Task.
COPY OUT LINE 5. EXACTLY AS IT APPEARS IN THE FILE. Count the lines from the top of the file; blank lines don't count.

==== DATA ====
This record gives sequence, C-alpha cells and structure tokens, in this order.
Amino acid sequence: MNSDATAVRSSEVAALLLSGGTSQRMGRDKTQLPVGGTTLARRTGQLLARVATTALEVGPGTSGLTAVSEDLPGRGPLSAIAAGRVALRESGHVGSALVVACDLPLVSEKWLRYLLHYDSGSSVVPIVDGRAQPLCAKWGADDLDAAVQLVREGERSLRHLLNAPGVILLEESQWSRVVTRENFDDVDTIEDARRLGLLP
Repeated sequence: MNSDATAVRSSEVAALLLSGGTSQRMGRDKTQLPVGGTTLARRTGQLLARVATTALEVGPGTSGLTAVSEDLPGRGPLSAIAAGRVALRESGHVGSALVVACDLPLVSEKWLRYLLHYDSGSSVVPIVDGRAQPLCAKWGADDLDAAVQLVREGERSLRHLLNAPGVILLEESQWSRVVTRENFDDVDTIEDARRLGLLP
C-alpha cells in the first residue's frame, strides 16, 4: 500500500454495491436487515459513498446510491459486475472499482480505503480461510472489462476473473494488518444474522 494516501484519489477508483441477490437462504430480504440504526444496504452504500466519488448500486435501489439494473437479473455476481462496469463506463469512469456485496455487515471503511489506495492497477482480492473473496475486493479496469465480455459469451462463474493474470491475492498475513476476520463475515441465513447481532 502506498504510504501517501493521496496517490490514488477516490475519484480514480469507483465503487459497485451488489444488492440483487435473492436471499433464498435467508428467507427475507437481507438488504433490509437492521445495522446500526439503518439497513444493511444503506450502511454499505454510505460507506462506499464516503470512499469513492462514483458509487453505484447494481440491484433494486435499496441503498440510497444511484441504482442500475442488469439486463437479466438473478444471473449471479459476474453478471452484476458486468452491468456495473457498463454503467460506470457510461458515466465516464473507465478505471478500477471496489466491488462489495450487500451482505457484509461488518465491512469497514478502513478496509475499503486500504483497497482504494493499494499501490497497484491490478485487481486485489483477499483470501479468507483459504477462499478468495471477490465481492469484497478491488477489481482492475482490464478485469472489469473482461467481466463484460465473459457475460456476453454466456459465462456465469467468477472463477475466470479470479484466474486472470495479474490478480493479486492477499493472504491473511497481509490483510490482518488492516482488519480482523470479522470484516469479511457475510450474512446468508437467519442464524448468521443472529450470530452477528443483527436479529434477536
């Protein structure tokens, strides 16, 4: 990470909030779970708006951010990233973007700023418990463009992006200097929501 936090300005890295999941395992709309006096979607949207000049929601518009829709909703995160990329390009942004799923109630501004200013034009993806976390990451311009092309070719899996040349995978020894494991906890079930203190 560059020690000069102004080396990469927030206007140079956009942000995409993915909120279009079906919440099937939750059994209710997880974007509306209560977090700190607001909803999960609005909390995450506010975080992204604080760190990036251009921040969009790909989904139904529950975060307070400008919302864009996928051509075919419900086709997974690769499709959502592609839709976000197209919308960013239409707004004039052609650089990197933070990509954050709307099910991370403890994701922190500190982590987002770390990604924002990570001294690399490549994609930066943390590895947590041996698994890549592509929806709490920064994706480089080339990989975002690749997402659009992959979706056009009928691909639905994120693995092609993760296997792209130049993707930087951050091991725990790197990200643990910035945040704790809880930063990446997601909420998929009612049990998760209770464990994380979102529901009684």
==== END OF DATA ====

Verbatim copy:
């Protein structure tokens, strides 16, 4: 990470909030779970708006951010990233973007700023418990463009992006200097929501 936090300005890295999941395992709309006096979607949207000049929601518009829709909703995160990329390009942004799923109630501004200013034009993806976390990451311009092309070719899996040349995978020894494991906890079930203190 560059020690000069102004080396990469927030206007140079956009942000995409993915909120279009079906919440099937939750059994209710997880974007509306209560977090700190607001909803999960609005909390995450506010975080992204604080760190990036251009921040969009790909989904139904529950975060307070400008919302864009996928051509075919419900086709997974690769499709959502592609839709976000197209919308960013239409707004004039052609650089990197933070990509954050709307099910991370403890994701922190500190982590987002770390990604924002990570001294690399490549994609930066943390590895947590041996698994890549592509929806709490920064994706480089080339990989975002690749997402659009992959979706056009009928691909639905994120693995092609993760296997792209130049993707930087951050091991725990790197990200643990910035945040704790809880930063990446997601909420998929009612049990998760209770464990994380979102529901009684």